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“An intellectual must try to restore memory, restore some sense of the landscapes of destruction — what it’s like to stand on the edge of a village and just bomb into it.”
—Edward Said, from edited transcript of the 2001 PEN lecture
Emily Jacir’s recent show, intervals, at Alexander and Bonin, featured her installation ex libris (2010–12), a documentation of the 30,000 books looted from Palestinian homes, libraries, and institutions by Israeli authorities when the Palestinians were displaced en mass for the creation of the state of Israel in 1948. Six thousand of these books are kept and catalogued under the designation “A.P.” (Abandoned Property) at the Jewish National and University Library in Jerusalem. Jacir, a Palestinian artist, photographed the books using her cell phone over a span of two years. The images of pages of the looted books, some with signatures, some with coffee ring stains, don’t say anything. They remain silent.
A scrap of paper with a blonde, haloed Jesus in sky-blue cloak, his stigmata-bearing hands pointing to his floating heart. A prayer card, or a sleeve ripped from inside a Bible, the image is meant for veneration. Here, it is adhered to a Xerox copy of a page from a book written in Arabic. It is not immediately clear whether the two go together.
Silenced, erased, censored — how then to represent this loss, this nothingness? One way would be with anger, with stark, strong imagery, slick videos or photographs that capture the evidence: razed homes, bombed community centers, a woman and child held at gunpoint. Instead, Jacir has chosen to fold into this nothingness, this endless, stretching shadow. Her works exists inside the negation, inside the emptiness. The rooms within which Jacir’s photographs are displayed are blank, empty, tabula rasa aside from the “shelves” of books, the displays of pages. There is no banner, no explanation, no photographs documenting the situation on the ground. Her photos document the echo of a people; they inhabit the emptiness of that echo.
In Pier Vittorio Aureli’s essay “Less is Enough: On Architecture and Asceticism,” he writes that Walter Benjamin “observed how furniture and interior design were driven not by necessity but by the inhabitant’s urge to leave their own traces, that is to make the living space familiar, to claim it as their own.” Aureli continues:
Here Benjamin introduces one of the most radical and subversive versions of asceticism in modernity, which consists in the act of transforming the most devastating aspects of modern experience, such as uprootedeness and precarity, into the emancipatory force of life in which worker’s increasing nomadism and uprootedness would be reflected by an interior that was easy to inhabit.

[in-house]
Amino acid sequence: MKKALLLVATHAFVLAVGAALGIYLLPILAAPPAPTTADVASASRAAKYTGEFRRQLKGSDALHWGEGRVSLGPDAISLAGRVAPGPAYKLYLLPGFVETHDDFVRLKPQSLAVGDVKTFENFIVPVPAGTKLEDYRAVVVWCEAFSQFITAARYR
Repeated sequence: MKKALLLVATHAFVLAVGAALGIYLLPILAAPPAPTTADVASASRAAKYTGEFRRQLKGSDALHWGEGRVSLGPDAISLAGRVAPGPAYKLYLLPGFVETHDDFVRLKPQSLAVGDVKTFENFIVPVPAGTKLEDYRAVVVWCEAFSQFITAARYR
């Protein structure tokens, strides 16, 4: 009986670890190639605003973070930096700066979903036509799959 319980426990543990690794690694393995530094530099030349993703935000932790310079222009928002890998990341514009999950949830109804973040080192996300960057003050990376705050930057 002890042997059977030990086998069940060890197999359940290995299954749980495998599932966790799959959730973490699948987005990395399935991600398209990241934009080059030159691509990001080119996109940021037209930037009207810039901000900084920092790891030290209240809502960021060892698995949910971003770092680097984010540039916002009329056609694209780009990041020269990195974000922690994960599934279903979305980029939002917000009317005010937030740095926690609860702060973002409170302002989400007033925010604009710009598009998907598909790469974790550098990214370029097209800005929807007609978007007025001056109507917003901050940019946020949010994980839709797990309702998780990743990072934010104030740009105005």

But what happens when one’s home is taken away, when one’s very things are taken or destroyed? In this case, in the work of Emily Jacir, she has taken this on. The uprootedness, the nomadism of the Palestinian, is, in Jacir’s fragments and ephemera, not unlike Benjamin’s interior ideal: emptied of décor, razed, down to the level of bare survival: enacting the precise experience of the Palestinian experience post-1948. They have been forced out of their homes, away from their land — most live now in the various refugee camps where they experience horrific conditions, waiting, in fact, for the return to their homeland.
The full list of refugee camps, according to the United Nations Relief and Works Agency for Palestinian Refugees in the Near East (UNRWA), is overwhelming: the Gaza Strip has 8 refugee camps and 1,221,110 registered refugees, the West Bank has 19 refugee camps and 741,409 registered refugees, Syria has 13 refugee camps and 499,189 registered refugees. There are ten refugee camps in Lebanon and 448,599 registered refugees. There are ten refugee camps in Jordan and 2,034,641 registered refugees. With so many Palestinians outside the walls of Palestine, they are silenced, drugged with the hope of someday.
Emily Jacir’s work is quiet. This is in sharp contrast to the violence associated with Palestine. We have been trained, as Americans, to see the Palestinian only as terrorist. That they have and continue to experience ethnic cleansing is not something Americans are privy to. We are told, instead, in the US news, that violence in the Middle East is due to Palestinian acts of violence, and not that they are under occupation, under the force of tanks, military gunships, and fighter jets. Edward Said explained this condition in a piece about Jacir published in Grand Street magazine in Fall 2003: